This was definitely not a Maria moment. Standing on top of a snow-capped mountain, 10,000 feet in the air does not come naturally to me. The hills may be alive with the sound of music but this one was blimmin’ high up, actually. (Yes I realise the Von Trapps lived in Austria, but you get the idea).
Holidaying in Switzerland with three teenagers meant that we were going faster, and higher, than perhaps myself or their parents would have liked – all the way to the top of Mount Titlis in a revolving cable car, in fact. Luckily the brave dad among us was only too happy to jump in a snow tube with the kids, leaving us to watch through our fingers as they spun and sped heart-stoppingly close to the edge. This was followed by tobogganing in a long chain across the sparkling white powder and then a trip inside a glacier.
So far, so James Bond.
Fortunately for the Nervous Mums the rest of our holiday in Lucerne was slightly more slow-paced.
We took the immaculately clean and runs-like-clockwork train from Zurich to get to the city, a simple journey through breathtaking countryside. If you’ve ever wondered what it would be like to step into the alpine scene from a Milka chocolate bar wrapper, this is probably as close as you’ll get. Lush green pastures, vibrantly decorated wooden chalets, cows wearing noisy bells, and air so clear you can actually breathe it in without needing to cough afterwards. Yes, that Heidi was definitely on to a good thing.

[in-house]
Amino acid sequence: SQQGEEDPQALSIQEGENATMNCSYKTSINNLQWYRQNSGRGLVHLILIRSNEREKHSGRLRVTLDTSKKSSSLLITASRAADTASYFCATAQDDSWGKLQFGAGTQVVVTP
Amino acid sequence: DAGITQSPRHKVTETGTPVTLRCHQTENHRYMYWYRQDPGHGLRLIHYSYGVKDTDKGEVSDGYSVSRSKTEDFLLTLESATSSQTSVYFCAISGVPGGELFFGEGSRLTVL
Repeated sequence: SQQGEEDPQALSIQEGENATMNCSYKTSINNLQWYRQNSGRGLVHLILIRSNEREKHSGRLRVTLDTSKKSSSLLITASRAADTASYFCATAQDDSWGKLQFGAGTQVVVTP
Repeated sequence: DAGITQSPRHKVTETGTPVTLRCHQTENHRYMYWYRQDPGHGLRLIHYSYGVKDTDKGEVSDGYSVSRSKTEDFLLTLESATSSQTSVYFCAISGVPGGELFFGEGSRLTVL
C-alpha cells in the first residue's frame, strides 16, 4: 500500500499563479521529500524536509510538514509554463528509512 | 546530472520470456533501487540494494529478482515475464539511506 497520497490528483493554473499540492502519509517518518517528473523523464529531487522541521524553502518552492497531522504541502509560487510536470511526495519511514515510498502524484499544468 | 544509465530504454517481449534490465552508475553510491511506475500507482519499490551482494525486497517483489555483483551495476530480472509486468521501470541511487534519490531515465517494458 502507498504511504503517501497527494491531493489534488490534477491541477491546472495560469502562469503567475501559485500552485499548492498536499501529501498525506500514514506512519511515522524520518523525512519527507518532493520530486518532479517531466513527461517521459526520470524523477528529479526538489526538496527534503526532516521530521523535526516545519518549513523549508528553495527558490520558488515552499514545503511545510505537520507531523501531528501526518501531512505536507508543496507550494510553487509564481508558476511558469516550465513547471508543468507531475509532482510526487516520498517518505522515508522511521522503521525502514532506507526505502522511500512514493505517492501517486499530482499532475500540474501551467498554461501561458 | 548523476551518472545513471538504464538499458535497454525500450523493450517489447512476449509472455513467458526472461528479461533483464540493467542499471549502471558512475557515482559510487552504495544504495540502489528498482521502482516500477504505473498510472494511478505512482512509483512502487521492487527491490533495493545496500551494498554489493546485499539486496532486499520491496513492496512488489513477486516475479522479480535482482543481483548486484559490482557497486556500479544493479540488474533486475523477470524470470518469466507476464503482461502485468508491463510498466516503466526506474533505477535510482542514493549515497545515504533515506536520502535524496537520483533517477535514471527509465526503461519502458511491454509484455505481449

Our hotel, the Seeburg, was stylish and modern and located right opposite the Lake. Unfortunately, however, not all the rooms have lake-views – something worth checking when you book, unless you want to look over the noisy car park (which we did the first two nights).
Still, it made a great base for the local attractions, including the transport museum. And if you go in summer, as we did (there’s snow on the mountains all year round), your children will enjoy swimming in the glacier-cold but crystal clear lake.
Of course we did the traditional Swiss things – we went to an alpine evening with some particularly dodgy horn-blowing which ended up in a riotous conga with a coach party from the US.
We also took a sedate paddle-steamer trip across the Lake. On board we enjoyed a particularly fine lunch of rosti (it’s like a giant hash brown stuffed with the filling of your choice and you can taste the pounds going on your hips as you eat it). Some of the guests had dressed up for the occasion, and it was all very Agatha Christie, only without Poirot or, of course, a murder. (The closest the kids came to excitement on that excursion was waving at the people on dry land and seeing how long it took them to wave back.)
Switzerland has a reputation for being expensive, but as we discovered you can eat out quite cheaply. A freshly baked roll stuffed with Swiss cheese or German salami costs around 5 Swiss francs – £2.50 – and a pizza costs around 10CHF – £5.
Swiss fondue, however, is surprisingly pricey, roughly 22CHF (£10) per head for a fish or meat one, which seems a lot to pay for what is essentially skewered stuff with sauce. But after all that fresh air, we couldn’t resist a sweet fondue – marshmallows and fresh fruit served with a delicious warm chocolate dip. And it came with a complimentary glass of schnapps. Ah, bliss.